The art of sportsbetting is an intricate one, and in 2013, the Oregon Ducks will offer some challenges to interested bettors. The team will also be hard for NFL talent evaluators to ultimately asses, because the style of offense the Ducks use is not a pro-style offense. Oregon runs the spread option, which is not quite the same as the read option, though there’s a measure of overlap between the two concepts. The spread option is a full offensive approach and structure. The read option is a specific play that is included within a spread option package. What Oregon did under Chip Kelly (and what Kelly will try to do in the NFL with the Philadelphia Eagles) has not yet become a mainstream entity. Fast, athletic quarterbacks such as Russell Wilson and Robert Griffin III use read-option plays, but the Eagles will be the first team to adopt the spread option as their fundamental offensive system. For this reason, Oregon players aren’t as easy to evaluate as other college players at more traditional pro-style programs such as Alabama and Stanford.
Here’s an attempt to assess the Ducks’ three best professional prospects. Let’s start at center, where Hroniss Grasu anchors the team’s offensive line. The spread option is a spread offense that’s dedicated to running the ball. This is what sets apart the spread option from various spread-based passing attacks. In order to have a good spread option offense, one must have a superb offensive line, but the nuance for a spread option team is that its offensive line must be quicker and more agile. In an old-fashioned smashmouth context, linemen must be brawny and massive, but in a tempo-based, spread-oriented framework, agility counts for more, and Grasu owns this quality to a considerable extent. He’s going to make a huge difference for this team as long as he stays healthy in 2013.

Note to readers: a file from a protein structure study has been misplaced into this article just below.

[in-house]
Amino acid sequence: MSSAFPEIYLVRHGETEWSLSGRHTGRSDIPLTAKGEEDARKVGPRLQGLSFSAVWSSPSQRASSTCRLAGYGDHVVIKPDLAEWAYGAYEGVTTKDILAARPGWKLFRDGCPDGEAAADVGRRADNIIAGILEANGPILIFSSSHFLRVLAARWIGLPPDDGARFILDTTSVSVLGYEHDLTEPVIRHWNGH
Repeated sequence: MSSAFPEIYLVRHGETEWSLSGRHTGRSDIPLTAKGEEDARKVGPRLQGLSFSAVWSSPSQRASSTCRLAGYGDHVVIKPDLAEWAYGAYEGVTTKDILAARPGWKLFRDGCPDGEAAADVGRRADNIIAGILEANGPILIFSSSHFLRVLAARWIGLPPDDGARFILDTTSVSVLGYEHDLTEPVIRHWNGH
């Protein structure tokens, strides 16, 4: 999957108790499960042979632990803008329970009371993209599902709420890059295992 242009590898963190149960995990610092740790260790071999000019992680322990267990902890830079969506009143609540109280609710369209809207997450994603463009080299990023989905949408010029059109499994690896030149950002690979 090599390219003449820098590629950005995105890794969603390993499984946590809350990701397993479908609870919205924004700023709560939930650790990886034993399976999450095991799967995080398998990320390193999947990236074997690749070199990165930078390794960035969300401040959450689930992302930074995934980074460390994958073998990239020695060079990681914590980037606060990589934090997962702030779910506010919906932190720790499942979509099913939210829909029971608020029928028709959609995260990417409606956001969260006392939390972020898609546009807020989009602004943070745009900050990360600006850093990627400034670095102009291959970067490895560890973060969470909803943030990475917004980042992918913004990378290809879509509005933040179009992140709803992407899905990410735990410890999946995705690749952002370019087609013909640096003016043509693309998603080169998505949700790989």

A second foremost pro prospect for Oregon is safety Erick Dargan. One has to realize that cornerbacks, not safeties, are the members of a team’s secondary who must defend the highest number of passes. Safeties help on deep routes while also providing run support, but it’s the corners who have to do most of the work on pass defense because they’re the ones who are on an island on go routes and other isolation patterns along the sidelines. Cornerbacks will get more chances to pluck interceptions. Safeties won’t be primarily responsible for covering certain receivers as frequently as cornerbacks are. Therefore, with all of this in mind, it’s striking and impressive that in the 2012 season, Dargan came up with five interceptions. That’s a terrific year for a safety in terms of getting takeaways. If Dargan snares five more picks in 2013, Oregon defensive coordinator Nick Aliotti will be very happy.
The third main NFL prospect on the team is De’Anthony Thomas, a running back who has lived in the shadows for the past two seasons but should now get his turn to shine. Thomas possesses world-class track speed and should be able to become a home-run threat in Oregon’s backfield. Everyone in and around the program is waiting for him to bust loose this season.
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